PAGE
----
Federal Communications Commission chairman Kevin Martin’s plan to impose wholesale a la carte mandates on the cable industry continues to bleed Republican support as key U.S. lawmakers from Tennessee recently voiced strong objections.
The latest attack on Martin’s plan came Feb. 12 in a letter from three powerful Tennessee Republicans on Capitol Hill: Sens. Lamar Alexander and Bob Corker as well as Rep. Marsha Blackburn, who complained that Martin’s untested scheme could have a “devastating impact” on parts of Tennessee’s cable programming community.
“We are therefore concerned that the FCC’s notice of proposed rulemaking for a government mandated a la carte proposal will pose a significant risk to Tennessee’s economy, while offering consumers fewer choices,” the lawmakers said.
Martin wants new rules that would force cable programmers to wholesale channels on an a la carte basis so that cable and satellite TV distributors would not need to license channels in a bundle and pay for programming that they didn’t want.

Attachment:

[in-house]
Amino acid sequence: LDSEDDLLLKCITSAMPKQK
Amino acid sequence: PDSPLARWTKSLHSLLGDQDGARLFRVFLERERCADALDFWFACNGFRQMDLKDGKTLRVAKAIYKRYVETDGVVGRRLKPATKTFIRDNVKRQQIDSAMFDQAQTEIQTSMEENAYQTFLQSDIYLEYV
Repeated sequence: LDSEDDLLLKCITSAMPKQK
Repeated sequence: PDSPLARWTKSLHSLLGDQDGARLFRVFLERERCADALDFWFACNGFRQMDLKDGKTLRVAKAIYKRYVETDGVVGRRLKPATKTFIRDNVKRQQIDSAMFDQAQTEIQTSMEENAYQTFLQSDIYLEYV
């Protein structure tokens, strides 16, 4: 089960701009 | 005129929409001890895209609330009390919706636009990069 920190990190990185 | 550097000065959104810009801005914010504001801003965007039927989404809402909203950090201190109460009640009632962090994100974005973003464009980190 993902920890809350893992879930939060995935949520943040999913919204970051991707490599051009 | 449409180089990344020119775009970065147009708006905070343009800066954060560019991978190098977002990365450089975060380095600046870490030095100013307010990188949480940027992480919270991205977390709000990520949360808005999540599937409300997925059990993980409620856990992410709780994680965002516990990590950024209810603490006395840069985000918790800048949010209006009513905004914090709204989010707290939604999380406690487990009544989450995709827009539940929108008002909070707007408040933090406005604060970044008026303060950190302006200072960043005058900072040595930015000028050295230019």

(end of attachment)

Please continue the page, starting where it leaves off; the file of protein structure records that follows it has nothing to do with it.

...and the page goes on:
Martin hasn’t spoken about a ban on bundling, only that the channels in the bundle are to be made available a la carte. Martin also hasn’t endorsed regulating a la carte rates if programmers use sky-high per-channel rates to protect the bundle.
In their letter, the lawmakers pointed out that their state is home to an array of cable networks.
Viacom-owned Country Music Television and CMT Pure Country are based in Nashville, as is Scripps-owned Great American Country, while Scripps’s Food Network, HGTV, and DIY Network are based in Knoxville. Nashville-based Gospel Music Channel is “a key hub" for Trinity Broadcasting Network, the lawmakers said.
“In large part, the success of these Tennessee-based networks is a function of their ability to reach wide audiences and sell advertising time – an ability we believe a government-mandated a la carte proposal will threaten,” the lawmakers said.
The lawmakers indicated that the cable market was thriving, with Tennessee based production a sign that New York and Los Angeles have competition for creative talent. A la carte, they said, could destroy that competition.
“If video programmers cannot package these networks with other programming, they may not be able to reach sufficient viewers to survive. The impact on the country music industry, which has no other dedicated cable outlets, could be devastating,” the lawmakers said.